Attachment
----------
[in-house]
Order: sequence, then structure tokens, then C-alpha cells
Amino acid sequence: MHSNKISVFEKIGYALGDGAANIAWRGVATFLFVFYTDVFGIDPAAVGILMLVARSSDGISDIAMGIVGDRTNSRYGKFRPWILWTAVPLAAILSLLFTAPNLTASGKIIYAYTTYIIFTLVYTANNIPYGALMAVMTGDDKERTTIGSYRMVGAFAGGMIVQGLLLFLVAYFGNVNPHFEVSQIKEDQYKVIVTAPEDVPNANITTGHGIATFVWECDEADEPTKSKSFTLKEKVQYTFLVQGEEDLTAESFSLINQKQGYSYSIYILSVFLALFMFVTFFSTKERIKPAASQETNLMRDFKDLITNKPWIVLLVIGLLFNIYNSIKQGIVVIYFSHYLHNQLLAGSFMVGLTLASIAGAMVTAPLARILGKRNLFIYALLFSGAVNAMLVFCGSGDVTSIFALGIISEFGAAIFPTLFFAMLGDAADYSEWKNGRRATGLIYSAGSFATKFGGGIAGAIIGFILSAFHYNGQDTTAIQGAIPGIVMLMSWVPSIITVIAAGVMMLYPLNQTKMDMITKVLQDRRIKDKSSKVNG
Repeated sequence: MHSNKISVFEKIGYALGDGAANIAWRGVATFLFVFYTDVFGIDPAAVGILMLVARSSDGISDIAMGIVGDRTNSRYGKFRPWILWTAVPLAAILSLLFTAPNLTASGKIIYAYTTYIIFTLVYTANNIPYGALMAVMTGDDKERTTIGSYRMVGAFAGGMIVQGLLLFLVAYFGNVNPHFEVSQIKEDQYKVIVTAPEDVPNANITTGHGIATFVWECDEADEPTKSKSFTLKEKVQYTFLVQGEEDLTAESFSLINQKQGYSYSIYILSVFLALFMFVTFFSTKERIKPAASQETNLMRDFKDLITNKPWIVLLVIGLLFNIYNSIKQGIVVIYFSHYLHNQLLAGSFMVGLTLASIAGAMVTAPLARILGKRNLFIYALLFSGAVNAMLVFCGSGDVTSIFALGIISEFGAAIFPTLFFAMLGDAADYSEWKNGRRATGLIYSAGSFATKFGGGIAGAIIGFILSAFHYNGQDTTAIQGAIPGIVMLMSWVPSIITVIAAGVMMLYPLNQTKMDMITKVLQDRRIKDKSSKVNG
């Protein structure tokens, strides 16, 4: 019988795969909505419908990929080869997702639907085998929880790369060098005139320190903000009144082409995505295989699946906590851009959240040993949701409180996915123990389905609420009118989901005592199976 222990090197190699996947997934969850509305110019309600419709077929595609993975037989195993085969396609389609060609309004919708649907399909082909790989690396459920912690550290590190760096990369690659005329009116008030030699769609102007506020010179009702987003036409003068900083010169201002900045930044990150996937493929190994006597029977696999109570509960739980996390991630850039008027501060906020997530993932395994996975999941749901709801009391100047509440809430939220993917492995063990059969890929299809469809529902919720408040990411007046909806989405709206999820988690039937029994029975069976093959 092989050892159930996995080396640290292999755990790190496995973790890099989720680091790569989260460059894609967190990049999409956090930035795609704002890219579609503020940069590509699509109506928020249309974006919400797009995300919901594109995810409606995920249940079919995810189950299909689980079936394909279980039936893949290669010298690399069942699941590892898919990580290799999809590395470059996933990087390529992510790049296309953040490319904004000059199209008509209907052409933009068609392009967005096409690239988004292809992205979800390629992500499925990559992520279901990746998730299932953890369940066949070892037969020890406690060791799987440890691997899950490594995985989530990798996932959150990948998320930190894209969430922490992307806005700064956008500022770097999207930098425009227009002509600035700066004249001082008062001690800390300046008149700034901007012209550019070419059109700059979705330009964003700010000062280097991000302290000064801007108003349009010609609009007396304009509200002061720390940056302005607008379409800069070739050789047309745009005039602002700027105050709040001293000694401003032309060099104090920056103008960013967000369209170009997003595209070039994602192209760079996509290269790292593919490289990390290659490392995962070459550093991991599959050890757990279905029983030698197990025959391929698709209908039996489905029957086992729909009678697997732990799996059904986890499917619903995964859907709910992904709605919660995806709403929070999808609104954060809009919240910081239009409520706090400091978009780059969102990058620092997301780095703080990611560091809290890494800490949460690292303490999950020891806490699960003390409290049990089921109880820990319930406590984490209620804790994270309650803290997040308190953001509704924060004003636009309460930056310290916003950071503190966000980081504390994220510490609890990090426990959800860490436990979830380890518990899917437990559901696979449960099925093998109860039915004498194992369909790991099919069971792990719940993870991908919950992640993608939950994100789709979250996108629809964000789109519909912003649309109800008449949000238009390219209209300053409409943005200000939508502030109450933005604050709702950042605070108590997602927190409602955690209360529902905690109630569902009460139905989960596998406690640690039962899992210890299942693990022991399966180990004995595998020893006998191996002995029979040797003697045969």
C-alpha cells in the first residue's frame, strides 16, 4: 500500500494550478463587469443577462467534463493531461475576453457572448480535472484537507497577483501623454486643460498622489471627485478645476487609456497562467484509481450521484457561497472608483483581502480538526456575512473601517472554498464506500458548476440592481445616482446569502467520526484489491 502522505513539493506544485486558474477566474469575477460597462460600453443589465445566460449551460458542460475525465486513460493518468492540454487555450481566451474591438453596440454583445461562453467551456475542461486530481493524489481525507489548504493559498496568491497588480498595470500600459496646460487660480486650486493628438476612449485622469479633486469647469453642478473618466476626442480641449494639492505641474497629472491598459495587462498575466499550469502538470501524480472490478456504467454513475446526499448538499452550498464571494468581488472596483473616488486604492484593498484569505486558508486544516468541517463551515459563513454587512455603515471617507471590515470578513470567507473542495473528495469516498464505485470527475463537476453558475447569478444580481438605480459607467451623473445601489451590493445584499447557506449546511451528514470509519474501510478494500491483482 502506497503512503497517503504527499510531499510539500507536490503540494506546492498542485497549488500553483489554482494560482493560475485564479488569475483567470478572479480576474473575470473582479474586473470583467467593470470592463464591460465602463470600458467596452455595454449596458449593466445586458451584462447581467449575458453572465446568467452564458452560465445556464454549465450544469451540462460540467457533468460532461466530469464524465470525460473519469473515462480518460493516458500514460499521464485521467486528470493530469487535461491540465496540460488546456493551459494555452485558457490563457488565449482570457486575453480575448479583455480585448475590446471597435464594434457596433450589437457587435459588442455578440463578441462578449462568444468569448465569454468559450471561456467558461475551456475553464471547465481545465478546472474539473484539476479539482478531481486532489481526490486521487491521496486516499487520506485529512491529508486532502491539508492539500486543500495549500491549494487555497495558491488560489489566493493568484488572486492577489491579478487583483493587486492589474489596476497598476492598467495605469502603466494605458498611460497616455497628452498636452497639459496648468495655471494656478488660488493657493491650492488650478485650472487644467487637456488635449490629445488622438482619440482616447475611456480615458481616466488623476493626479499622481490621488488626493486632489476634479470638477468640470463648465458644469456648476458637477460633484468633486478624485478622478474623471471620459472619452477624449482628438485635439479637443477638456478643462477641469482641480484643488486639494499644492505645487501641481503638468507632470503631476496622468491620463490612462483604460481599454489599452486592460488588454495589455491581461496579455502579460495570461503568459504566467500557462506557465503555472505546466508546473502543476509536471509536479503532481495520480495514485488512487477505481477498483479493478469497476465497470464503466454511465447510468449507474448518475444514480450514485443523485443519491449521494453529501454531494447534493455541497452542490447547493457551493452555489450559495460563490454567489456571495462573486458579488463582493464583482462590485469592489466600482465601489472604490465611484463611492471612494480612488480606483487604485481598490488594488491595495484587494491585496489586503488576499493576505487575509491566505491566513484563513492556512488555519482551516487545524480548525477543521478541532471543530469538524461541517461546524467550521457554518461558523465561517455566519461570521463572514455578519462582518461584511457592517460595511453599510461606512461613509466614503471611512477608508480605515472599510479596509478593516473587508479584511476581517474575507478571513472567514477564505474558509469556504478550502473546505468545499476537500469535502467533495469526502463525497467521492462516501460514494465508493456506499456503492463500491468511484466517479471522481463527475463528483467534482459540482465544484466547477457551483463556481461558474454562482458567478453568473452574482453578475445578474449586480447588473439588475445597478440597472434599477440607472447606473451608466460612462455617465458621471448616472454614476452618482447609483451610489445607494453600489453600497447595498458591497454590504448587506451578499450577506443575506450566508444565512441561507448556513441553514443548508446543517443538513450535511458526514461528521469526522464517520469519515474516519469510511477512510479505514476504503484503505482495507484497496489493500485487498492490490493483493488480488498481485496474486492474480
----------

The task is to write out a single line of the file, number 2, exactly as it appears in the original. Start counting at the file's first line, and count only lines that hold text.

Order: sequence, then structure tokens, then C-alpha cells